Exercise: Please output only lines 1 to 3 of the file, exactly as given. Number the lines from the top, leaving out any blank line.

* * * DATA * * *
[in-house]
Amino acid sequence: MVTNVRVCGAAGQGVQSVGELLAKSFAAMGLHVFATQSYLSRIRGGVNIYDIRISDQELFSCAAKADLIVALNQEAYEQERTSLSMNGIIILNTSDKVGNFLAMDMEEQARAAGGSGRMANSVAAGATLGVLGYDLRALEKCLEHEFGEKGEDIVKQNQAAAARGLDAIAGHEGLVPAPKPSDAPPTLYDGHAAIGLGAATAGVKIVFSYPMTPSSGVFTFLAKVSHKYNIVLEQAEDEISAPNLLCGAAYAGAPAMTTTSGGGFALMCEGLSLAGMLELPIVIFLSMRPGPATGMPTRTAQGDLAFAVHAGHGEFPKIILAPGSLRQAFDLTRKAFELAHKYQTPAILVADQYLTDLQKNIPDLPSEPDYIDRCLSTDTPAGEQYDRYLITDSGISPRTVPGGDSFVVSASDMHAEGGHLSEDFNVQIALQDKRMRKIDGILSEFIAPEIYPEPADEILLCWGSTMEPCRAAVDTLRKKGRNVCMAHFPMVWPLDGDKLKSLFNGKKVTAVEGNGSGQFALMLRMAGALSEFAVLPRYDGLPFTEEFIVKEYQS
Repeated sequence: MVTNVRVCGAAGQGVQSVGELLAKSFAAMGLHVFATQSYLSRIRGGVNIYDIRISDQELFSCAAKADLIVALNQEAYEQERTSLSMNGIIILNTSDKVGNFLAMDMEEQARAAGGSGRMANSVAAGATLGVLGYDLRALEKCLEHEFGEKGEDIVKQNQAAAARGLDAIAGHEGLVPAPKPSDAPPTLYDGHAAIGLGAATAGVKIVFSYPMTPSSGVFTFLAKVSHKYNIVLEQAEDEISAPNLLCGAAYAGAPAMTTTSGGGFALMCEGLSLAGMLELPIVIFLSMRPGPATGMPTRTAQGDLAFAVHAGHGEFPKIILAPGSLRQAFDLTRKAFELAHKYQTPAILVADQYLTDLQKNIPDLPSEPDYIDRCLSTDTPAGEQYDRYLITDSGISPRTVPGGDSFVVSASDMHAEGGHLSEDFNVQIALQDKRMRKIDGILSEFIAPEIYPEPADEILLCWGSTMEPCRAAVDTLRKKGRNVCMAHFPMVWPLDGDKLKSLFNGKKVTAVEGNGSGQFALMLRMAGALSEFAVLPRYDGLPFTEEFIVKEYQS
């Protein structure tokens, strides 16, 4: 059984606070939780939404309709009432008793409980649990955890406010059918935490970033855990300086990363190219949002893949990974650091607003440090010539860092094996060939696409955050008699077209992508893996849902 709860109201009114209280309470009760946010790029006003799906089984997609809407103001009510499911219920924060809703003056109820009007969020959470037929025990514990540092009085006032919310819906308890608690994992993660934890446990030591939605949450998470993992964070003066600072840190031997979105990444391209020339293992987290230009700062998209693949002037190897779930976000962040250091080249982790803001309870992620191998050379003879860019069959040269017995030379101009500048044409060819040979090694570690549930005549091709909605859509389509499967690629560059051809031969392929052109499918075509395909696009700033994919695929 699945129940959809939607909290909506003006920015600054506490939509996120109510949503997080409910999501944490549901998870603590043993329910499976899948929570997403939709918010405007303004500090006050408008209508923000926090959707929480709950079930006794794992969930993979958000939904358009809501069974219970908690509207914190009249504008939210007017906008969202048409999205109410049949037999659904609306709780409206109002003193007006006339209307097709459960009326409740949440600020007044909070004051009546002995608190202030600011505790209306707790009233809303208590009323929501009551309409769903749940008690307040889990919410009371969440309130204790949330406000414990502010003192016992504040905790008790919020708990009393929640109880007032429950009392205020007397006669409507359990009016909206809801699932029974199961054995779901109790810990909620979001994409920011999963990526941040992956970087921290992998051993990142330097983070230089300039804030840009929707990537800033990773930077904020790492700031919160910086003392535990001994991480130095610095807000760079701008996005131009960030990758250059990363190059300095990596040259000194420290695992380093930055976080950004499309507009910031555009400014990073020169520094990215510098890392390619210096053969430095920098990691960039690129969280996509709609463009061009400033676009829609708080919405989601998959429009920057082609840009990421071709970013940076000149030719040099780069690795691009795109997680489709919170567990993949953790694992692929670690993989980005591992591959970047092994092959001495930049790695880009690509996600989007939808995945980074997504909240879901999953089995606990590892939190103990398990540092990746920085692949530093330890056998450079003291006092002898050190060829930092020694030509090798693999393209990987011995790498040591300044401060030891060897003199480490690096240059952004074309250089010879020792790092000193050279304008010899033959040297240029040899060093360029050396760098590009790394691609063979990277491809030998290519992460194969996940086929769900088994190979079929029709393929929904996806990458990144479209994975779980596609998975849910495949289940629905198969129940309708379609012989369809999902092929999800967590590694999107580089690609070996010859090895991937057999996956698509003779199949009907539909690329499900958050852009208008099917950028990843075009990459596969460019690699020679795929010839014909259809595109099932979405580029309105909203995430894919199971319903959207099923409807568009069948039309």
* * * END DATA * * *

[in-house]
Amino acid sequence: MVTNVRVCGAAGQGVQSVGELLAKSFAAMGLHVFATQSYLSRIRGGVNIYDIRISDQELFSCAAKADLIVALNQEAYEQERTSLSMNGIIILNTSDKVGNFLAMDMEEQARAAGGSGRMANSVAAGATLGVLGYDLRALEKCLEHEFGEKGEDIVKQNQAAAARGLDAIAGHEGLVPAPKPSDAPPTLYDGHAAIGLGAATAGVKIVFSYPMTPSSGVFTFLAKVSHKYNIVLEQAEDEISAPNLLCGAAYAGAPAMTTTSGGGFALMCEGLSLAGMLELPIVIFLSMRPGPATGMPTRTAQGDLAFAVHAGHGEFPKIILAPGSLRQAFDLTRKAFELAHKYQTPAILVADQYLTDLQKNIPDLPSEPDYIDRCLSTDTPAGEQYDRYLITDSGISPRTVPGGDSFVVSASDMHAEGGHLSEDFNVQIALQDKRMRKIDGILSEFIAPEIYPEPADEILLCWGSTMEPCRAAVDTLRKKGRNVCMAHFPMVWPLDGDKLKSLFNGKKVTAVEGNGSGQFALMLRMAGALSEFAVLPRYDGLPFTEEFIVKEYQS
Repeated sequence: MVTNVRVCGAAGQGVQSVGELLAKSFAAMGLHVFATQSYLSRIRGGVNIYDIRISDQELFSCAAKADLIVALNQEAYEQERTSLSMNGIIILNTSDKVGNFLAMDMEEQARAAGGSGRMANSVAAGATLGVLGYDLRALEKCLEHEFGEKGEDIVKQNQAAAARGLDAIAGHEGLVPAPKPSDAPPTLYDGHAAIGLGAATAGVKIVFSYPMTPSSGVFTFLAKVSHKYNIVLEQAEDEISAPNLLCGAAYAGAPAMTTTSGGGFALMCEGLSLAGMLELPIVIFLSMRPGPATGMPTRTAQGDLAFAVHAGHGEFPKIILAPGSLRQAFDLTRKAFELAHKYQTPAILVADQYLTDLQKNIPDLPSEPDYIDRCLSTDTPAGEQYDRYLITDSGISPRTVPGGDSFVVSASDMHAEGGHLSEDFNVQIALQDKRMRKIDGILSEFIAPEIYPEPADEILLCWGSTMEPCRAAVDTLRKKGRNVCMAHFPMVWPLDGDKLKSLFNGKKVTAVEGNGSGQFALMLRMAGALSEFAVLPRYDGLPFTEEFIVKEYQS